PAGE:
A rough track along the west side of the loch leads to the Loch of Grimsetter with Norse settlements which became crofting townships. During the mid to late 19th century, the population of Bressay was between 800 and 900 with many thriving settlements on the east side of the island. A Bronze Age burnt mound and souterrain are located at Wadbister, and the adjacent croft of Gorie is an oasis of green on a bare hillside.

At Grutwick there is a stone-built cairn erected to commemorate the bravery of the helicopter winchman, William Deacon, who lost his life during the rescue of the crew of the MV Green Lily which foundered here in November 1997. South from Grutwick the spectacular coastline with cliffs, caves and natural arches continues round to the Bressay lighthouse. The walk to the lighthouse is outstanding, but please be careful near the cliff edges, especially in wet weather and in poor visibility. The east side road ends at Noss Sound. On the shore below are the remains of an Iron Age broch, a defensive round stone tower. The prominent building on Anderhill is a World War I lookout.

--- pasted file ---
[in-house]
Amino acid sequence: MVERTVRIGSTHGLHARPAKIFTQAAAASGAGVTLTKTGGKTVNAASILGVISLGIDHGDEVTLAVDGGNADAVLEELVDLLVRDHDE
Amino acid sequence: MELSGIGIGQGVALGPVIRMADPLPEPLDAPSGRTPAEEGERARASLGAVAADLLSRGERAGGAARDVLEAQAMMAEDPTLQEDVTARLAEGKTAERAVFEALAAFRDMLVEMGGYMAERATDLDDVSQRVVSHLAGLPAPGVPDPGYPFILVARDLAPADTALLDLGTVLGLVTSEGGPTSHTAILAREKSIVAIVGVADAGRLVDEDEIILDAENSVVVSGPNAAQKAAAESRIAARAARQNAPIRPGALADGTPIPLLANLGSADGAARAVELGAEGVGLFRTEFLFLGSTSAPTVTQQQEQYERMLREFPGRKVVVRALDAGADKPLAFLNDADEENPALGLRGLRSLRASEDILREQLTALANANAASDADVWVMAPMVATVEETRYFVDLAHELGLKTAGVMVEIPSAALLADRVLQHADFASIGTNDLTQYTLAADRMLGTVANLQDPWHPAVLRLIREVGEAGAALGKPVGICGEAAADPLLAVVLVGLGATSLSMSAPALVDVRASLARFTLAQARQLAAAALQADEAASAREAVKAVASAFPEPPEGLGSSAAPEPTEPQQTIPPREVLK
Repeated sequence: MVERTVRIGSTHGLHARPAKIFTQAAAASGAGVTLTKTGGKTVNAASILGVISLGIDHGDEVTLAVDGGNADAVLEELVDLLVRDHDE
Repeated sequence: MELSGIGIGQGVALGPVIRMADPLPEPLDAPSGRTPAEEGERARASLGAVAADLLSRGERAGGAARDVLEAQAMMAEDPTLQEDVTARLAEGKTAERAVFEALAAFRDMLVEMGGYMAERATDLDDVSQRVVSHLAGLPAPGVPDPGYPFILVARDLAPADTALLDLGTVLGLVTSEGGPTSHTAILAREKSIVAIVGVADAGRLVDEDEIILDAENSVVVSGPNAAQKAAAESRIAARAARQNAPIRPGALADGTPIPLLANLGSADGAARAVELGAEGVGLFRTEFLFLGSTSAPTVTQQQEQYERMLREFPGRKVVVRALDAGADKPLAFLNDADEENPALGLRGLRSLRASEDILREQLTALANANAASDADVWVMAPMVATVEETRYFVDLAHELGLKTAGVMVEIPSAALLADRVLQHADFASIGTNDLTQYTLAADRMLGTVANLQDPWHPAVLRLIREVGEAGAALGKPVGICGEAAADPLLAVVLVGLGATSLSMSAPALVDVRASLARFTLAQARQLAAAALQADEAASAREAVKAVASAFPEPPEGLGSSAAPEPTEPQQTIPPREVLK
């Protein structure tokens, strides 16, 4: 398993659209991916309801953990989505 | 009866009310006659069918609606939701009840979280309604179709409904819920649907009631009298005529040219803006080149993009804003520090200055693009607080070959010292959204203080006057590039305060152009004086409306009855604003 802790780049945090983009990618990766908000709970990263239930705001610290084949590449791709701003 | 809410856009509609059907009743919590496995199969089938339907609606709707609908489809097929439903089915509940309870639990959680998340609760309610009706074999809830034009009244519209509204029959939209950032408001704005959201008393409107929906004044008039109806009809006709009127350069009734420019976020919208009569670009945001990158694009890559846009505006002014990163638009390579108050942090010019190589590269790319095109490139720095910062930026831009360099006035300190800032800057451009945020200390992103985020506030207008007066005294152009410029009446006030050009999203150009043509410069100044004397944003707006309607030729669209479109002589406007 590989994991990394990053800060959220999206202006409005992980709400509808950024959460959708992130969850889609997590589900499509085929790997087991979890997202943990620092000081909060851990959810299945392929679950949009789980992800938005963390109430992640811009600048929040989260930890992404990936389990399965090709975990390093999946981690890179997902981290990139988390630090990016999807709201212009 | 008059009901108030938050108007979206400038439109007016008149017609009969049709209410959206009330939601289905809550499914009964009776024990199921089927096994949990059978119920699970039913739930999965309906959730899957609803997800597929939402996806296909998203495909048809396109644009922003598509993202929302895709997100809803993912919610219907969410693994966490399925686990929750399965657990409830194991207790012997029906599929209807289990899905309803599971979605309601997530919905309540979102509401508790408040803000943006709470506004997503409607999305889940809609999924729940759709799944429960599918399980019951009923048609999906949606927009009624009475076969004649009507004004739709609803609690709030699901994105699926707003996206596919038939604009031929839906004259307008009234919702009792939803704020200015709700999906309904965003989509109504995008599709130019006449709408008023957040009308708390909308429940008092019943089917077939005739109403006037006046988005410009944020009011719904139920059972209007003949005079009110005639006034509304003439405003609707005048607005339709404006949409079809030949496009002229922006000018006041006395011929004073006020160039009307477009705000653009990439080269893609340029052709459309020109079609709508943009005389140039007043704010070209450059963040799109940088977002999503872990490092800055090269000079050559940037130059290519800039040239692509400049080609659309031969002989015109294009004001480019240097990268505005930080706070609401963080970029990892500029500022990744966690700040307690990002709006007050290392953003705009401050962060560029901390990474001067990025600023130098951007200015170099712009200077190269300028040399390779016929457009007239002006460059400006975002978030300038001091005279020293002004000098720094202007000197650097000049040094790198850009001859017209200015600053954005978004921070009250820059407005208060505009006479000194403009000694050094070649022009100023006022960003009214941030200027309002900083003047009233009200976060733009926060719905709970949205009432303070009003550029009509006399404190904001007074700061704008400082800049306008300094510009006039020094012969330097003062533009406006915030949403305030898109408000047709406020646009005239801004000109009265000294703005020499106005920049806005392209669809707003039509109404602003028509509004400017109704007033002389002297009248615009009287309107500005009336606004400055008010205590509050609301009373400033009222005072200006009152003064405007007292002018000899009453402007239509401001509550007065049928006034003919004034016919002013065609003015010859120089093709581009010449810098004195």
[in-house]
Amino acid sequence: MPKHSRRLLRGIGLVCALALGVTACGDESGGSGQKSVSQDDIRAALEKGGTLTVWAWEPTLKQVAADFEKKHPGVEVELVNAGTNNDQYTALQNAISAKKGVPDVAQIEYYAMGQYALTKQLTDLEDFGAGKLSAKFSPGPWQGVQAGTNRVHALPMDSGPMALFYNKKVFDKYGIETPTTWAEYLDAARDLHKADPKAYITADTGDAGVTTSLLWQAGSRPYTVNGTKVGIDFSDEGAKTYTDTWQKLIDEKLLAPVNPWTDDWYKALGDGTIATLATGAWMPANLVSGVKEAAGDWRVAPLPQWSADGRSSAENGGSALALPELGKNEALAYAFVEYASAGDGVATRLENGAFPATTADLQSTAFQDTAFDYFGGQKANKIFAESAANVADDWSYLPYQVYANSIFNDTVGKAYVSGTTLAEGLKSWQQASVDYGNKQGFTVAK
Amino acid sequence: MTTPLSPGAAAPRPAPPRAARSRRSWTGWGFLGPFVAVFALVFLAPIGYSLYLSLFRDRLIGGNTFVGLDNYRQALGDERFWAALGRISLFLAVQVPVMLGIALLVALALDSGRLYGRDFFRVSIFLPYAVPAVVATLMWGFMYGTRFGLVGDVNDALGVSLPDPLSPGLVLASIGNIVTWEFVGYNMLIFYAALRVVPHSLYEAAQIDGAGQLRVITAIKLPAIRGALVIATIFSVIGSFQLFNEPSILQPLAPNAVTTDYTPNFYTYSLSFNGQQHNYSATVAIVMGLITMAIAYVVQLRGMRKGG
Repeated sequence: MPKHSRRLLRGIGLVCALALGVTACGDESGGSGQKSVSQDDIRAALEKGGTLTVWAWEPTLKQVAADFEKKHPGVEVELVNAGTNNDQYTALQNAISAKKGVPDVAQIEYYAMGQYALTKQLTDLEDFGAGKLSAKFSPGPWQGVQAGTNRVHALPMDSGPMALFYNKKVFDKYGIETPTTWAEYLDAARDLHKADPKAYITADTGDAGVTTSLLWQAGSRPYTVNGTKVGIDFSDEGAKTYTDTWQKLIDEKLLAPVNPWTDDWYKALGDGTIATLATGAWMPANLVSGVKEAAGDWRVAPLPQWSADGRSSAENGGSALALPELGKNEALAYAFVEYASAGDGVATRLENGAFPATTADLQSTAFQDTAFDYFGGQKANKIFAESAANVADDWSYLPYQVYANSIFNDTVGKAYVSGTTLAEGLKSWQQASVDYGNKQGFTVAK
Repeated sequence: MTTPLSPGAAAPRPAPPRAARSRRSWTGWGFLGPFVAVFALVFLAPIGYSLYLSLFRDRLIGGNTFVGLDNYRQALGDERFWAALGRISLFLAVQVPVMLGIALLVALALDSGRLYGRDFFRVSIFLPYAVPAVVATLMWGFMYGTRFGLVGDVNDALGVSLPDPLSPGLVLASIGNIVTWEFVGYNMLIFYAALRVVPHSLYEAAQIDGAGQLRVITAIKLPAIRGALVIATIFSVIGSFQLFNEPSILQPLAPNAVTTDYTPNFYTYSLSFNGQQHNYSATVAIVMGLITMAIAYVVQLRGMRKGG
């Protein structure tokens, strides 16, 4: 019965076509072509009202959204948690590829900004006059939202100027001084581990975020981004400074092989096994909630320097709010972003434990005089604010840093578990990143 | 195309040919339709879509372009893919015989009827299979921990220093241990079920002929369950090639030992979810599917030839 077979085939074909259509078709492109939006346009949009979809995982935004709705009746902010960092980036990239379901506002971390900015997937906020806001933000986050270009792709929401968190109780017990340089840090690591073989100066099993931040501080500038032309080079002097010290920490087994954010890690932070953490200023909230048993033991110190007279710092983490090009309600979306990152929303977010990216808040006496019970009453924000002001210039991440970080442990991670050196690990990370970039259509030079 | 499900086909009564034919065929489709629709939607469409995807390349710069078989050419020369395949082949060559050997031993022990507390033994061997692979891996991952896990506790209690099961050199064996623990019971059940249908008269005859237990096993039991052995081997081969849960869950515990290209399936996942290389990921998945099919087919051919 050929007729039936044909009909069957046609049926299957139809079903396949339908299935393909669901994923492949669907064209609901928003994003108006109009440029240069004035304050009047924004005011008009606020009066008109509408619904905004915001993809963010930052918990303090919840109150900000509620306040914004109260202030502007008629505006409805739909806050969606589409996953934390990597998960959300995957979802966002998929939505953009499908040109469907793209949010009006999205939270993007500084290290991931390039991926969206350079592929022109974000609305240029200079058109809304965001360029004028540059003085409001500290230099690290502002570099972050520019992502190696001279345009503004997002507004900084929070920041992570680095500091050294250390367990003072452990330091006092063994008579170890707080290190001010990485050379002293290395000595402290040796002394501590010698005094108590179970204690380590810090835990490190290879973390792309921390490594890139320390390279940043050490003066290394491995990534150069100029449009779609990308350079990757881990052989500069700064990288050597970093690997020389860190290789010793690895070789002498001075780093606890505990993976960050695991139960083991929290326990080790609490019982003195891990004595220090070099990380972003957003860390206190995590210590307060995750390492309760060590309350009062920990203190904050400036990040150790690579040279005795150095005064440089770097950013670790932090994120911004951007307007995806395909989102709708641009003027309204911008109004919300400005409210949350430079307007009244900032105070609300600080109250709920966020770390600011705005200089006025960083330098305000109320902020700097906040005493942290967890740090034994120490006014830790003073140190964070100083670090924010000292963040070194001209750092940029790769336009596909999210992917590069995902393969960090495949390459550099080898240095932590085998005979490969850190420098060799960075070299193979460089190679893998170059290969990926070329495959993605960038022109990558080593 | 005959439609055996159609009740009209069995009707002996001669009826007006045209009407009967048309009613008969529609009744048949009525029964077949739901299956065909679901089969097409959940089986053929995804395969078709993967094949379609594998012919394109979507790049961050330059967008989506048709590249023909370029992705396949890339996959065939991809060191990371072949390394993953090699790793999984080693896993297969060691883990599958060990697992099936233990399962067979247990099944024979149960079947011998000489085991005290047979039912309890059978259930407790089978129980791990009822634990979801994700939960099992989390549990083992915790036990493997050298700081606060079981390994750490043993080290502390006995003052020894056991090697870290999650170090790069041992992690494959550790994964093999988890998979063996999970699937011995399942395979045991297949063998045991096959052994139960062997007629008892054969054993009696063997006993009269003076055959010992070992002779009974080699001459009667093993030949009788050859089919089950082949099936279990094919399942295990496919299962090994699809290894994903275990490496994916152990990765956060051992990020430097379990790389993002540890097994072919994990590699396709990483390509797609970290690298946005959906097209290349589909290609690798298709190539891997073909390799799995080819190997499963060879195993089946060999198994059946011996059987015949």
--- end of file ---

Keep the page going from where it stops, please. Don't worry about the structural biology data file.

North East Bressay

From the Uphouse junction a road leads down to Setter with a rough rutted track continuing to the Voe of Cullingsbrough. A pleasant walk along the shore leads past the old settlement site to a walled churchyard. Within the enclosure are the ruins of the 10th century pre-Reformation chapel of St Mary’s. There is also an interpretive board and replica of the Bressay Stone - an engraved Pictish stone which was discovered nearby in 1864. At the north-west corner, the churchyard wall intersects the remains of another broch.